May 1st, 2013


:: Did you feel the same way as I did? ::

:: Did you feel the same way as I did? ::

Did you feel the same way as i did.

Did you feel the same way as I did?

Did you pause, and ponder, last week? Over your personal story, when the topic of Assignment One was revealed to you?

Did you recall the memories, of the past events that shaped your life, and created the voice in you, that wanted to be heard?

Only that there was no sound to the voice - the only sound would probably be the clattering of the keyboard of your laptop.

The voice was metamorphosed into the written word - as you typed the last few concluding words to your story and submitted the prose with a click on the "submit" button.

And did you feel that same way as I did, after you are done with your story, and then ventured into the forums?

Did you read from the myriad of stories, shared by the many individuals - most, if not all, of them, would be people that you would probably never meet, in the course of your life?

Did you feel connected to these writers, even though you have never met them in person?

That the only common denominator was the fact that these people, like you or like me, had a voice, and enunciated this voice through the power of the written word.

That was what I felt.

It became an intriguing discovery, somewhat voyeuristic at times, as I went from story to story, listening intently on the voices of the writers. There were heartfelt revelations - each writer had a reason to write. Writing started as a therapy and a hobby for Eric Valls Cabrera, while for Patrick Hogan, writing is simply a way of life, and a manifestation of logic and argument. And for some, writing is an expression of one's current frustrations and struggles, such as the one which was poignantly shared by Terence Wong.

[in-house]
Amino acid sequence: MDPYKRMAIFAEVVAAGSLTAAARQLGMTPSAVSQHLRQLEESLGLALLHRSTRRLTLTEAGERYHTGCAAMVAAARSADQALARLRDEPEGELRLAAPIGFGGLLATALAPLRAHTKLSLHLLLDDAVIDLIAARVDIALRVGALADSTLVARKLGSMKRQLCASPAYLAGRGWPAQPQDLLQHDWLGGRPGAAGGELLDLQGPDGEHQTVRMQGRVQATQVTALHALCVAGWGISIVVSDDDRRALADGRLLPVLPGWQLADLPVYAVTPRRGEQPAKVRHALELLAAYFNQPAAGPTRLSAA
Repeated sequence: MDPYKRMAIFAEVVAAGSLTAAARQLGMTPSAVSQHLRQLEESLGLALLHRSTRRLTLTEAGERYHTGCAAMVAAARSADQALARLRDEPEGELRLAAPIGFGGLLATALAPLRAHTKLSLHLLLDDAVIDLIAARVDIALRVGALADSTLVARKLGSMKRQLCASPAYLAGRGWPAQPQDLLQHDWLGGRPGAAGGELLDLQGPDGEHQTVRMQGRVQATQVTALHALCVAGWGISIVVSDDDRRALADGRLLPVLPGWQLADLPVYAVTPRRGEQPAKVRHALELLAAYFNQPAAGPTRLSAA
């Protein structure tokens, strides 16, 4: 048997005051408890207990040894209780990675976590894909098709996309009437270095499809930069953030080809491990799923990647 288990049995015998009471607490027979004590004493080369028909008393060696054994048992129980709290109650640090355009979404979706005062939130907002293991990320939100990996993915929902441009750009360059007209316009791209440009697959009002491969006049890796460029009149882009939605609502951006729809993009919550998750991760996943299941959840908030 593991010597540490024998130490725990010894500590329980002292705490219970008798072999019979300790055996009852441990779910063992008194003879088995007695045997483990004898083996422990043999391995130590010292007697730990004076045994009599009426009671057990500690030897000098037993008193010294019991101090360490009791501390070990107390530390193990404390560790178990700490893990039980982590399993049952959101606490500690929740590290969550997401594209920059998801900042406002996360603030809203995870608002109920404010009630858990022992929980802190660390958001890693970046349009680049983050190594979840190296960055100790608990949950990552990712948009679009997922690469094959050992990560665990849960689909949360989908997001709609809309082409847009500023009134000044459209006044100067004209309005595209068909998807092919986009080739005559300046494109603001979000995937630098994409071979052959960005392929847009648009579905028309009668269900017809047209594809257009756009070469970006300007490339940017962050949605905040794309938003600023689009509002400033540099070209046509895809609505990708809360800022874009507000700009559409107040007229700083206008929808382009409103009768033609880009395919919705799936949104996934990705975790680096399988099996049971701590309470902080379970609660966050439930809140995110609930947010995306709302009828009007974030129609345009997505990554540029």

Notwithstanding, the story that struck a deep chord with me was the one written be a Jamaican, jackie knight, titled "A Masquerader Going Public". Jackie wrote a fascinating story about his love for words and his career with copywriting. In the course of his career, Jackie had several encounters with executives who were master of linguistics and the written word, and one of such persons made a remark which he remembered and noted in his story:

"This inability to articulate what comes to me intuitively has dogged me all my life. I think it no small irony."

Did this statement resonate with you the same way as it resonated with me?

The power to write stems from the power to articulate, and articulation comes from the ability to master the language of communication, and the ownership of an array of vocabulary. I recall my university days in Japan. As I did not have any native ability in the Japanese language, my first year in Japan saw me struggling between learning the Japanese language and my first-year subjects, all of which were conducted in the Japanese language. My classmates were mainly Japanese natives, and with the constant interactions that I had with them, it was natural that our conversations were held entirely in the Japanese language.

There were countless moments when I was engaged in a heated debate with my classmate. Debates, as we know it, are conversations of perspectives substantiated with a basis of reason. For these debates, I was very positive that my perspective was the correct one, yet more often than not, I lost a debate due to my poor command of the language. I was unable to describe my view with finesse, and that reduced my credibility. And hence I lost my ground. I realised then, on the importance of mastering a language. For we are articulate creatures, and if we are unable to convey what we think or feel through the right juxtaposition of words, to give our voices a meaning, then our voices would not be heard. We would be silenced, and we would not have the ability to form a connection with those around us.

Do you not think that this is similar to how we write?